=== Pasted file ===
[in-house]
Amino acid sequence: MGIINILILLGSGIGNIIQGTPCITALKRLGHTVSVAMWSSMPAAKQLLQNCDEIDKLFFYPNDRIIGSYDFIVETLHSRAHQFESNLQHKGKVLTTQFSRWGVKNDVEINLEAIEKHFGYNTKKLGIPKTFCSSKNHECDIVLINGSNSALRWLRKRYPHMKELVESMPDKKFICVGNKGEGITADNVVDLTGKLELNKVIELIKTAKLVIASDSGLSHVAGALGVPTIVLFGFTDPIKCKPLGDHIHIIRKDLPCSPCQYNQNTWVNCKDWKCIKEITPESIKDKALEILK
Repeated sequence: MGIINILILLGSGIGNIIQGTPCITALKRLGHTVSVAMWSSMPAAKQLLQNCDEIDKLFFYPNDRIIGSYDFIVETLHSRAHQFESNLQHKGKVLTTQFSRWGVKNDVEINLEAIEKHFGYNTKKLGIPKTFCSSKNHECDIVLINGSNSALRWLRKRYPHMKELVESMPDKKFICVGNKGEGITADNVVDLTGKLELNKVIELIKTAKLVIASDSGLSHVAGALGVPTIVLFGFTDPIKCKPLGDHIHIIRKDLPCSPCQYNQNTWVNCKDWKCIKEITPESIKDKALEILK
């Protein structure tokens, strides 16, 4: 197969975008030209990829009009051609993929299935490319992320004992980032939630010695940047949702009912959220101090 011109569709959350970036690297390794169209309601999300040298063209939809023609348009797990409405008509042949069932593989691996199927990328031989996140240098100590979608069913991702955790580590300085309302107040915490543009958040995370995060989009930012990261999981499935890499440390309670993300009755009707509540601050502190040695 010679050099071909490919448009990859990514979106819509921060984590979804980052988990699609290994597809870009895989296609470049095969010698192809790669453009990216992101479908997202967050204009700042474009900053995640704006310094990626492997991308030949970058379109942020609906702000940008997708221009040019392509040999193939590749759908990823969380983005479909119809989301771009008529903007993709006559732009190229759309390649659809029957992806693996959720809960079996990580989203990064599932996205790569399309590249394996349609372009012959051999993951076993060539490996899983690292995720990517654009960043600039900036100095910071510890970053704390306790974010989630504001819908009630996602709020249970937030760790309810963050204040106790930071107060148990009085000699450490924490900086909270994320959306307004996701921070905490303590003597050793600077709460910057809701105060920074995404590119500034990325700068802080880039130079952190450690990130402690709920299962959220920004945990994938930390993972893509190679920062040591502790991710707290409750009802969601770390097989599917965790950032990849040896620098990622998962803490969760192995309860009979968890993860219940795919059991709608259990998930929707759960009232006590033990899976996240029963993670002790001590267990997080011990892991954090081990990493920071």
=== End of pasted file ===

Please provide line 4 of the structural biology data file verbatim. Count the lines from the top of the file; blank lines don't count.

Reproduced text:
């Protein structure tokens, strides 16, 4: 197969975008030209990829009009051609993929299935490319992320004992980032939630010695940047949702009912959220101090 011109569709959350970036690297390794169209309601999300040298063209939809023609348009797990409405008509042949069932593989691996199927990328031989996140240098100590979608069913991702955790580590300085309302107040915490543009958040995370995060989009930012990261999981499935890499440390309670993300009755009707509540601050502190040695 010679050099071909490919448009990859990514979106819509921060984590979804980052988990699609290994597809870009895989296609470049095969010698192809790669453009990216992101479908997202967050204009700042474009900053995640704006310094990626492997991308030949970058379109942020609906702000940008997708221009040019392509040999193939590749759908990823969380983005479909119809989301771009008529903007993709006559732009190229759309390649659809029957992806693996959720809960079996990580989203990064599932996205790569399309590249394996349609372009012959051999993951076993060539490996899983690292995720990517654009960043600039900036100095910071510890970053704390306790974010989630504001819908009630996602709020249970937030760790309810963050204040106790930071107060148990009085000699450490924490900086909270994320959306307004996701921070905490303590003597050793600077709460910057809701105060920074995404590119500034990325700068802080880039130079952190450690990130402690709920299962959220920004945990994938930390993972893509190679920062040591502790991710707290409750009802969601770390097989599917965790950032990849040896620098990622998962803490969760192995309860009979968890993860219940795919059991709608259990998930929707759960009232006590033990899976996240029963993670002790001590267990997080011990892991954090081990990493920071």